Creative accounting can be summed up in one word: manipulation. Manipulation of financial statements in order to portray a given image about a company which may not be an accurate reflection of the financial position of the company. Accounting is a science and an art and creative accounting consists of accounting practices that follow required laws and regulations but deviate from what those standards intend to accomplish. Creative accounting capitalizes on loopholes in laws and this can have multiple benefits to owners and even employees but ultimately may impact on shareholders. Creative accounting practices are legal but the loopholes they exploit are often reformed.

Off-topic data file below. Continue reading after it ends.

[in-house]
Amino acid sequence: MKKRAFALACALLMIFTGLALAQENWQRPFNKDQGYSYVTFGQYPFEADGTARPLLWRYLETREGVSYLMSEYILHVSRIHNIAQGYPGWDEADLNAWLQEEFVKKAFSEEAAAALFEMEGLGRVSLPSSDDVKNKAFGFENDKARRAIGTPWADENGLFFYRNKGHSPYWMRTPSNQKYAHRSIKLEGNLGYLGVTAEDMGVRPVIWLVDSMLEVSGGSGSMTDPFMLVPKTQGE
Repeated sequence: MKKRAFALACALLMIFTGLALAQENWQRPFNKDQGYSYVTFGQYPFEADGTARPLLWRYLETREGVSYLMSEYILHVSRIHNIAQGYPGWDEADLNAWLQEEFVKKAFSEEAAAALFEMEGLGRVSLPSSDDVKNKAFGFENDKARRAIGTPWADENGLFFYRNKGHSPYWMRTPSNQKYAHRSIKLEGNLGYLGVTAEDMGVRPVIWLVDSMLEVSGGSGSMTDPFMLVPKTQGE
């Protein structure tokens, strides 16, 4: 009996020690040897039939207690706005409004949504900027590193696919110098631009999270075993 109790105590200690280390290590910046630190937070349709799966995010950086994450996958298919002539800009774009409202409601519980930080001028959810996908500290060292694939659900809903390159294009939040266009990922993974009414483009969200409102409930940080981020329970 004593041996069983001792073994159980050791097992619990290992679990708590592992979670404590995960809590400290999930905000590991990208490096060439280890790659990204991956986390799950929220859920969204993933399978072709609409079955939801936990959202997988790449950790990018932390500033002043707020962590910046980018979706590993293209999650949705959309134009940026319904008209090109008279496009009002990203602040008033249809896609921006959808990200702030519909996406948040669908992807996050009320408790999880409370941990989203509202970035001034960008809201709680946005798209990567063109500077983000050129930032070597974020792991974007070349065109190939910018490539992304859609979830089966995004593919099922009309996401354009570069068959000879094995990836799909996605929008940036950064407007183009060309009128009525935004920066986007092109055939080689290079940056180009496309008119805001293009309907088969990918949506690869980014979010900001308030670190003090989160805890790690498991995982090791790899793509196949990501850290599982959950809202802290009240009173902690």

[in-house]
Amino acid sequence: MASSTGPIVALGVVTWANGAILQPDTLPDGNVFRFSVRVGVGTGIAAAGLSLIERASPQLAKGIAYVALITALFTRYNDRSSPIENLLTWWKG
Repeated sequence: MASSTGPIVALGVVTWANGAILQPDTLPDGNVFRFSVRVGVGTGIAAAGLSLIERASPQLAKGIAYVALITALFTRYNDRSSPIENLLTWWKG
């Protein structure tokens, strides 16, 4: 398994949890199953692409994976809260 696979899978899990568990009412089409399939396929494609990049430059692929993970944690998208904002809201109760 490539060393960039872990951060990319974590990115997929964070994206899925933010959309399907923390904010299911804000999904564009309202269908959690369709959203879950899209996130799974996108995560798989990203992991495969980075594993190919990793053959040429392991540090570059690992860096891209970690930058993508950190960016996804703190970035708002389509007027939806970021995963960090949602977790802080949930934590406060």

Numerous studies have demonstrated that senior level accountants negotiate audit findings with auditors, creating the opportunity for reported accounting information in audit work-papers to be manipulated to support negotiations. Managerial accountants create budgetary slack as a defense mechanism and there may be both positive and negative consequences. Take earnings management, for instance. Timing a transaction so it falls within a certain period may lead to fraudulent earnings management. It is common industry knowledge that accountants manage earnings to meet expectations and it is also evidenced that finance executives are willing to sacrifice real economic value for short-term accounting earnings through means of legitimate, yet unethical business decisions. Some public companies use the latitude allowed within GAAP to manage the disclosure of information to their advantage and some financial accountants even fraudulently report earnings. With increasing complexity of trading practices and financial dealings, new accounting standards are issued to mitigate these activities. One consequence of this is increased alternatives that a company can use to achieve its goals, hide its real operational results and its real financial position or show it in a false way through manipulating financial statements. An external auditor needs to know all the different creative accounting practices, so that it will be easy for them to discover these practices and to conduct a qualified and efficient audit, giving a view on how accurate the financial statements actually are. In this way the expectation gap is minimized, and contributes to increasing trust in financial statements and audit services.